Fam Time, 7+ review: Australia’s last ever sitcom?

Fam Time was announced, produced, promoted, and then buried by Seven back in 2020, but now it's here!
Fam Time. Image: 7+.

Is Fam Time the final ever Australian sitcom? Well, no – there’s Season 3 of Fisk due later this year on the ABC – but it definitely feels like the end of an era. You wouldn’t want to put money on ever seeing another locally made sitcom on a commercial network; we nearly didn’t even get this one.

As fans of Mitch McTaggart’s excellent The Last Year of Television series know all too well, Fam Time was announced, produced, promoted, and then buried by Seven back in 2020. Exactly why a completed show wasn’t put to air was never explained, but a change in management led to a new boss that clearly wasn’t a fan.

Michael Horrocks, the executive behind the series, also departed not long after it was produced. It seems likely there just wasn’t anyone there who cared enough to screen it.

There was also the possibility that the show itself was not very good. The bar for local comedy on commercial television has never been all that high; just how bad would a sitcom have to be to not make it to air on a network that repeatedly programmes the collected works of Pauly ‘Fat Pizza‘ Fenech? Now, with all six episodes of Fam Time available on digital-only channel 7+, we finally have an answer: it’s … watchable?

Is Fam Time funny?

Watchable doesn’t mean funny, which is a problem for a sitcom. It’s set up to be look at an average-ish Australian family through the smartphone lens of ‘Belinda’s Blended Blog’, but that gimmick falls by the wayside very early on, leaving this as a family sitcom about a family that barely interacts face-to-face.

Everyone here is a comedy cliché of one kind of another, from the perky but clueless mum Belinda (Michala Banas), to the blokey but clumsy dad John (Duncan Fellows), to the horny teen son Rylan (Benson Jack Anthony), the cool girl daughter who never leaves her room Tahnee (Karina Banno), and the tell-it-like-it-is sassy pre-teen Cherry (Chloe de los Santos) who also likes video games because this is the 21st century. Later episodes see grandma Viv (Rhonda Burchmore) turn up to give a typically restrained performance.

Sometimes the presence of cliches can be funny in a ‘I can’t believe they’re doing these old jokes’ way. That is not the Fam Time way. This is a sitcom that assumes its audience has never previously seen a sitcom – which, considering it was made for Australian commercial television viewers, is probably not far off the mark.

So you have a dad who says things like ‘Is he doing, like, computer rooting?’ and refers to his good undies as ‘gundies’. The younger daughter is really good at killing things in games; the older daughter has an ASMR channel devoted to the sound of two staplers kissing and crushing cabbage while wearing a rubber glove. The son has a pathetic moustache because he’s trying to pick up women online. There’s the germ of an interesting idea here in that all the family (dad aside) are living their lives online, but it’s an idea from 2011.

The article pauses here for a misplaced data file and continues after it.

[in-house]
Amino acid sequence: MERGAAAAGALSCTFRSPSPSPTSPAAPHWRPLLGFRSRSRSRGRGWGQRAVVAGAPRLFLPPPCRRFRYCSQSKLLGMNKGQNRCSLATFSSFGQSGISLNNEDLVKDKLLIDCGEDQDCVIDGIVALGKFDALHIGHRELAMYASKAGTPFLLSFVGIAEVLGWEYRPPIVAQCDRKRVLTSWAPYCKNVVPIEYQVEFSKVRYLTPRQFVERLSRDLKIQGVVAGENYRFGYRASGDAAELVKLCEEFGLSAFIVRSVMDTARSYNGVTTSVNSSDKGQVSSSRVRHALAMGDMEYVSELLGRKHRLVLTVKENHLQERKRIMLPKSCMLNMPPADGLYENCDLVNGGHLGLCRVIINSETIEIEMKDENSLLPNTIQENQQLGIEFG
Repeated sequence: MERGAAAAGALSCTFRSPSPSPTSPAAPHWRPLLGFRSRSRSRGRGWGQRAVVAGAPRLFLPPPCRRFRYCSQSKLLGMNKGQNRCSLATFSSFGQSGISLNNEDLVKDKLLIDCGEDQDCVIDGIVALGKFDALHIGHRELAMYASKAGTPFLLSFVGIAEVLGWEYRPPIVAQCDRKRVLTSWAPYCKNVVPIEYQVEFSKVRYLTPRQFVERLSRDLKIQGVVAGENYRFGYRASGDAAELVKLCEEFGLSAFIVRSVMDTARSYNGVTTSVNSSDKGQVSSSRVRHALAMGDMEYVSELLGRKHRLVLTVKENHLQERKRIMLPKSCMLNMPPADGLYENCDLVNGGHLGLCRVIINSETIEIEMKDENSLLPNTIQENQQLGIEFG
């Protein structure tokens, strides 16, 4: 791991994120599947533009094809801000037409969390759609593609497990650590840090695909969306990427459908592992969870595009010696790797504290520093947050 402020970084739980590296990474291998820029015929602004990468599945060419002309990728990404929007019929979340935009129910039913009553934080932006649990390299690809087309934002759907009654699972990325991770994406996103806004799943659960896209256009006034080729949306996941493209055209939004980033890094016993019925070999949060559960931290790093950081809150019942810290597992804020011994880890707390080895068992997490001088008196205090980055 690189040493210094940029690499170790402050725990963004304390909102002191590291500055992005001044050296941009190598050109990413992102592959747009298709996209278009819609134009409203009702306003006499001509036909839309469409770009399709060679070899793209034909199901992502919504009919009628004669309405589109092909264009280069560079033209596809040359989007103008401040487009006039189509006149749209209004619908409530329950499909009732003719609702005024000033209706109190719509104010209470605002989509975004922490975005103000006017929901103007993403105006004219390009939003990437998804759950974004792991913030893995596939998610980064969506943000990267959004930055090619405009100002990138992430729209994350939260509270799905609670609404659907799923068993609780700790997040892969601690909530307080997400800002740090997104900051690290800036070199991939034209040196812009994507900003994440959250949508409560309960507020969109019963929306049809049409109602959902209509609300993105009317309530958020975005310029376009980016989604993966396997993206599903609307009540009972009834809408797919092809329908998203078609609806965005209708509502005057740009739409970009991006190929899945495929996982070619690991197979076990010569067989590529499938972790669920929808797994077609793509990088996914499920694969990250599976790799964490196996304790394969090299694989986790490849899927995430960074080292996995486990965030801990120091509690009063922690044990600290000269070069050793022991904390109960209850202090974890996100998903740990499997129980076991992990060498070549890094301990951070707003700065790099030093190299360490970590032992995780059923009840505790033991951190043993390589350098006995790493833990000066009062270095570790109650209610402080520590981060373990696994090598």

Fam Time: awks

As you’d expect from a show about being online, there’s a lot of jokes about sex. As you’d expect from a sitcom made for Australian commercial television, pretty much all those jokes are crass and awkward. The dad engraves ‘fellatio’ on a memorial plaque (why?); the dad sprays the teen boy with gap filler while giving a sex talk (why?). If the characters locked their doors there wouldn’t be a series, it’s so reliant on ‘sorry to barge in, oops, awkward’.

There is the occasional gag that works. Tahnee demonstrates her ASMR technique on Belinda by pouring prosecco over her head, and when she starts slurping the booze out of her hair (as you do), the daughter quickly shoves a microphone in her face to record the sound. But to be worth 22 minutes of your time, this needed a lot more of that, and a lot less of … pretty much everything else.

The commercial networks have rarely struck gold with local sitcoms. The last one Seven tried before this was Bullpit!; the less said about Hey, Dad..!, the better (presumably this failed because it wasn’t titled Fam Time!). If this really is the final ever example, the genre died the way it lived: as a bland, forgettable time-filler nobody cared about.

At least Aaron Chen shows up at the end of episode one as a Menulog delivery guy who gets the biggest laugh of the show just by reciting the order.

All six episodes of Fam Time are available to stream on 7+ from 11 July 2024.


2.5 out of 5 stars

Fam Time


Michala Banas, Duncan Fellows, Benson Jack Anthony, Karina Banno, Chloe de los Santos, Rhonda Burchmore


Hayden Guppy

Format: TV Series

Country: Australia

Release: 11 July 2024

Anthony Morris is a freelance film and television writer. He’s been a regular contributor to The Big Issue, Empire Magazine, Junkee, Broadsheet, The Wheeler Centre and Forte Magazine, where he’s currently the film editor. Other publications he’s contributed to include Vice, The Vine, Kill Your Darlings (where he was their online film columnist), The Lifted Brow, Urban Walkabout and Spook Magazine. He’s the co-author of hit romantic comedy novel The Hot Guy, and he’s also written some short stories he’d rather you didn’t mention. You can follow him on Twitter @morrbeat and read some of his reviews on the blog It’s Better in the Dark.